Tonight I read some in “Basic Economics” by Thomas Sowell as I sipped some chai tea as a way to wind down from a long and exhausting day of studying Greek grammar. I had logged about 14 hours the last two days on Greek and I often find that reading something completely different – political philosophy, economics, or history – helps revive me.
I purchased “Basic Economics” this summer, but I had my eye on it for some time. Sowell is an excellent and accurate economist who is able to state complex economic theories, concepts, and models in everyday, ordinary language that the common person and non-economist like me can understand and make sense of. I’m in Part V of the book that talks about the national economy, and specifically chapter 16 on the money and banking system. I’ve been reading about inflation, its causes and effects, and it has been eye-opening and very timely.
Inflation is a general rise in prices (p. 389), which means that goods are in higher demand than supply. The more money in a given national economy, the higher the prices of goods. This correlation has been well documented and is not disputed (increase money supply, higher prices; decrease money supply, lower prices). Gold and other precious metals have often been the currency used by nations because its supply is limited and it cannot be easily manufactured. So gold acts as a restraint on governments that would seek to increase the money supply in order to spend more. As Sowell puts it, gold “is a way of depriving governments of the power to expand the money supply to inflationary levels” (p. 390).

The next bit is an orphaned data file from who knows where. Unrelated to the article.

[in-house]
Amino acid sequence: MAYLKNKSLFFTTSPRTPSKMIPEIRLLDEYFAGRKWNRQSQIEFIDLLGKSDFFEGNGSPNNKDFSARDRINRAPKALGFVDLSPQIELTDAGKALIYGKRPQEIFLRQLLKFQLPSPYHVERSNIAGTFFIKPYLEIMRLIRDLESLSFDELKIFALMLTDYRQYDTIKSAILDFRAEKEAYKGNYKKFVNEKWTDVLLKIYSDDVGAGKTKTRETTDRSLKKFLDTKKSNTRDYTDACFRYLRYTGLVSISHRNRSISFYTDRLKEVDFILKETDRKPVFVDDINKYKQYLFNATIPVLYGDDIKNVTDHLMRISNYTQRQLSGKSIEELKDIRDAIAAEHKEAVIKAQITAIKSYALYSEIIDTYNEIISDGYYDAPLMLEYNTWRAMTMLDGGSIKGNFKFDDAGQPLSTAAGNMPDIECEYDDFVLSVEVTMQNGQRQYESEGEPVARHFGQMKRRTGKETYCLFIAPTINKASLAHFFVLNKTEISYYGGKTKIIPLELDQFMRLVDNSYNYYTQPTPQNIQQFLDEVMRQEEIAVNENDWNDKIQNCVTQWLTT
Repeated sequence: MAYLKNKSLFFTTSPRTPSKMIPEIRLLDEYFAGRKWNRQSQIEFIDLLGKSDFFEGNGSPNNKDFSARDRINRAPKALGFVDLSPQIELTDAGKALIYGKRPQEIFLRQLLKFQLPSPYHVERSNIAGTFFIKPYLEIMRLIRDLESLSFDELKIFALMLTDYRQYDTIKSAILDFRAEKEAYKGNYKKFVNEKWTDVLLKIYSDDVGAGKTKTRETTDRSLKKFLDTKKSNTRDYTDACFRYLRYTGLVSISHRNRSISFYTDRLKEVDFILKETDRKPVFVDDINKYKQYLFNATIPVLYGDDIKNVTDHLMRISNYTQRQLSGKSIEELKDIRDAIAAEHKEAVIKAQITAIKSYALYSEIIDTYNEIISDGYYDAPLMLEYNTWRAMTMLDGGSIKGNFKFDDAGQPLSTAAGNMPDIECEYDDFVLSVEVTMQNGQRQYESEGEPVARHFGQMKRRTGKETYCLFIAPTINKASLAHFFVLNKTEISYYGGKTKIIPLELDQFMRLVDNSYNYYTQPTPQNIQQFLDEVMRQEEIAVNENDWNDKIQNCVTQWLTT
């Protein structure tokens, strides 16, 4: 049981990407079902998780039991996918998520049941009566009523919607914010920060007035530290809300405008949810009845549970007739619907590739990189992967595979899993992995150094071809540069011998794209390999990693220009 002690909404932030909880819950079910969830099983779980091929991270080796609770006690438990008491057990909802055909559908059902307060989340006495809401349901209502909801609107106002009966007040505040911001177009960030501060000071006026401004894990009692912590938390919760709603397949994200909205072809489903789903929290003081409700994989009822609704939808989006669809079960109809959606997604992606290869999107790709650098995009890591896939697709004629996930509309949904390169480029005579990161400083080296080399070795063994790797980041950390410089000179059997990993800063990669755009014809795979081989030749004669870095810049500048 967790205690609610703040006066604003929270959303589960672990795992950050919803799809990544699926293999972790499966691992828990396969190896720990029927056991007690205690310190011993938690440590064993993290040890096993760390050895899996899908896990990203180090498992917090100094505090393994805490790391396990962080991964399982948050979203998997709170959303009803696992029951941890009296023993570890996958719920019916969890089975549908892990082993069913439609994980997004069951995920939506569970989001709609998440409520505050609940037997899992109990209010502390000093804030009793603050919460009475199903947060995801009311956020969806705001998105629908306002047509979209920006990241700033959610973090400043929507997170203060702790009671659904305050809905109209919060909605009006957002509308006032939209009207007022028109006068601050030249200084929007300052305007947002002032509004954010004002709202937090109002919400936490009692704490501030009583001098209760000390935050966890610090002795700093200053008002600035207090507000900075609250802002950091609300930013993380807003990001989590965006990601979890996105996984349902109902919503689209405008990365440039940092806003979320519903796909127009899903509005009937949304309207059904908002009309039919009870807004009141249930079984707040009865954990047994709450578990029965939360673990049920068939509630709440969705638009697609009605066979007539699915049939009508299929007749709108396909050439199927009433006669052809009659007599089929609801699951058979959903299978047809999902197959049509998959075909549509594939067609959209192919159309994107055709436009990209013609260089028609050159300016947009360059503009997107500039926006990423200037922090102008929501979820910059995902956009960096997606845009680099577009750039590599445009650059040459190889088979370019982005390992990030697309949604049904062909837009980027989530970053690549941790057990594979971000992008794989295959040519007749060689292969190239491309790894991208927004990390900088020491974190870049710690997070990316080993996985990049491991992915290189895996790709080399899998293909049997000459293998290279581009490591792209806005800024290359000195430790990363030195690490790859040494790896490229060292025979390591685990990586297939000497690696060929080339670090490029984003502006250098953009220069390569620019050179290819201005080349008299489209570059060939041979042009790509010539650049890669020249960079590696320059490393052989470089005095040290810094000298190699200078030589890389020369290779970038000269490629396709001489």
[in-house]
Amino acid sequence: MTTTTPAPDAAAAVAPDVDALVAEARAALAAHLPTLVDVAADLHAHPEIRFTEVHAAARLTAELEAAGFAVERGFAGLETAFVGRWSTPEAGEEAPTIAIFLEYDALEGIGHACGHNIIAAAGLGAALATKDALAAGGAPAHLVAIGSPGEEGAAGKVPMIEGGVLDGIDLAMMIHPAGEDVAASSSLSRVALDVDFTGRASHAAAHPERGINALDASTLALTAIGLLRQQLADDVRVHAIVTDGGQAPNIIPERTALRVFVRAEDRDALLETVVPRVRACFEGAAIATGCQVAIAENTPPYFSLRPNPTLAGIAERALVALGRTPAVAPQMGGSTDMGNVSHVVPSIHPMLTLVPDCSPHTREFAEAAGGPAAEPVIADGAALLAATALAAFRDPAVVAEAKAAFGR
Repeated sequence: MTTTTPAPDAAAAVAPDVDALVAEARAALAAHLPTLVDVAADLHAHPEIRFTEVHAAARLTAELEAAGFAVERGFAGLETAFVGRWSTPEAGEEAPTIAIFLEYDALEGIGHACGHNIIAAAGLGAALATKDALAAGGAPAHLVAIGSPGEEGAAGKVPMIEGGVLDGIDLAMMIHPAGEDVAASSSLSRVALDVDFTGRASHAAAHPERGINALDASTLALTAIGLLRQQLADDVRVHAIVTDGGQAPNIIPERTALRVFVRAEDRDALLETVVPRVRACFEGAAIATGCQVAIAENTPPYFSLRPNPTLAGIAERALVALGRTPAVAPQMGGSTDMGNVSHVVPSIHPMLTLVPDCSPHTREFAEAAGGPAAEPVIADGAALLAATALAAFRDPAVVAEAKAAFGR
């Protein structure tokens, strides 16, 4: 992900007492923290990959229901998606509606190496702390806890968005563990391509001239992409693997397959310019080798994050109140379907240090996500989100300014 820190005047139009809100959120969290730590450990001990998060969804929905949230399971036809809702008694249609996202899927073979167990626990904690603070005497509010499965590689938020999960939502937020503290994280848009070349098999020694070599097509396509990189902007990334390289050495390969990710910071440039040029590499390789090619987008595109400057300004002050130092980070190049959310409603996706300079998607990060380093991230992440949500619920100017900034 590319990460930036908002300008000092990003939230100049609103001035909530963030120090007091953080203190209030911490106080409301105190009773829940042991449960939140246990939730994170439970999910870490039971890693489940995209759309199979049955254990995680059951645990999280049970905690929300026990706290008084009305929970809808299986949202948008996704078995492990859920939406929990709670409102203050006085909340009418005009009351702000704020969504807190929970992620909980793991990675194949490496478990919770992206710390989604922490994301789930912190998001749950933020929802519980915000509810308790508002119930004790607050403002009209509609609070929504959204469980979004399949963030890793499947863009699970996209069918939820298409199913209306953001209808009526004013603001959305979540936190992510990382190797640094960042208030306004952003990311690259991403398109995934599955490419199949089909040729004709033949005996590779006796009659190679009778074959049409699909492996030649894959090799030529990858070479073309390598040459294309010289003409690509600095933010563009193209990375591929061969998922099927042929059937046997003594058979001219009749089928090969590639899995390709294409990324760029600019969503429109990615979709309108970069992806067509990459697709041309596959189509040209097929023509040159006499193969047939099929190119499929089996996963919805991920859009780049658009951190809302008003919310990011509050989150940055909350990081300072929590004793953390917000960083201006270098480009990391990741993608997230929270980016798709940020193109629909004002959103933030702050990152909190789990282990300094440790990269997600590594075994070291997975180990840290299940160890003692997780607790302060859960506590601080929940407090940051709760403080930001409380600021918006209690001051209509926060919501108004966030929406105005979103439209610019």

We often hear about how the American dollar used to be “backed up” by gold (which it no longer is). This type of language can be deceiving because it causes us to think that the value of gold is somehow transferrable to the dollar, which it is not. The value of having gold back a paper currency is that gold limits the amount of paper money that can be printed and circulated. The U.S. dollar came off a 100% backed gold standard in 1913 when the Federal Reserve Bank (U.S. Central Bank) was created under the Wilson administration. Since then, the dollar has been increasingly backed by less and less gold: first by FDR in 1933, and then finally the gold-backed dollar was ended in 1971 under President Nixon. Since that time the dollar has not been redeemable for any precious metal; the only thing giving it value is the trust placed in it by American citizens and people around the world. Today the dollar is worth only 2% of what it was worth in 1913; in other words, it has lost 98% of its value. This is why we stand amazed when we hear our parents or grandparents talk about filling up their car’s gas tank for 50 cents back in the day. This is also why it is so critically important that we maintain a strong dollar and high credit score, otherwise when Americans or citizens of other nations lose faith in the purchasing power of the dollar, our currency will crash and we’ll find ourselves with worthless greenbacks. Then it’s back to bartering (which has been witnessed in Latin American countries in the 21st century) until a new money system can be set up.